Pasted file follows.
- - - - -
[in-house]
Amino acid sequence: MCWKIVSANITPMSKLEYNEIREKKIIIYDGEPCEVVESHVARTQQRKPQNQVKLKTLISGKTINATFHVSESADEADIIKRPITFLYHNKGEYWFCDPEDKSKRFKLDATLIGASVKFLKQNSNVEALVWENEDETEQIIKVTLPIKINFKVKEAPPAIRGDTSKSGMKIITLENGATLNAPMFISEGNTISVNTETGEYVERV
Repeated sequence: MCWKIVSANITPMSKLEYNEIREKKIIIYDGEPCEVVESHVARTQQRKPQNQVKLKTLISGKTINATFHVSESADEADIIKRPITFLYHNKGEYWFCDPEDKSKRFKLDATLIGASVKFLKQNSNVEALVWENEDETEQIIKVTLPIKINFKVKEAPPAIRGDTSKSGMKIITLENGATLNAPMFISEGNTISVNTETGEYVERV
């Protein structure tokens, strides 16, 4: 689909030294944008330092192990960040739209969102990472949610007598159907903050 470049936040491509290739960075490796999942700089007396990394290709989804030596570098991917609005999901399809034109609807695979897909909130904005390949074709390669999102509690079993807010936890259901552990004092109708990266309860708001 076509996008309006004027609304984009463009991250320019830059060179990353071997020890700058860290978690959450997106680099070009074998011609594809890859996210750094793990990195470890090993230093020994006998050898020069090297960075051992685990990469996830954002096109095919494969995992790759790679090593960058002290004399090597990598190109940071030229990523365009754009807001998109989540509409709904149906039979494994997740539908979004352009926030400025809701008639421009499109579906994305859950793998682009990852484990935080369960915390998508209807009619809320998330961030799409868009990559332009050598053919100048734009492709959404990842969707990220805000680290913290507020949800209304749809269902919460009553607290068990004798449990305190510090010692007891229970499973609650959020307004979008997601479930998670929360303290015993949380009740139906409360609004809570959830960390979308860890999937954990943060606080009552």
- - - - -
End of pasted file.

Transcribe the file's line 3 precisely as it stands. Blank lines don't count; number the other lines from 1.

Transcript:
Repeated sequence: MCWKIVSANITPMSKLEYNEIREKKIIIYDGEPCEVVESHVARTQQRKPQNQVKLKTLISGKTINATFHVSESADEADIIKRPITFLYHNKGEYWFCDPEDKSKRFKLDATLIGASVKFLKQNSNVEALVWENEDETEQIIKVTLPIKINFKVKEAPPAIRGDTSKSGMKIITLENGATLNAPMFISEGNTISVNTETGEYVERV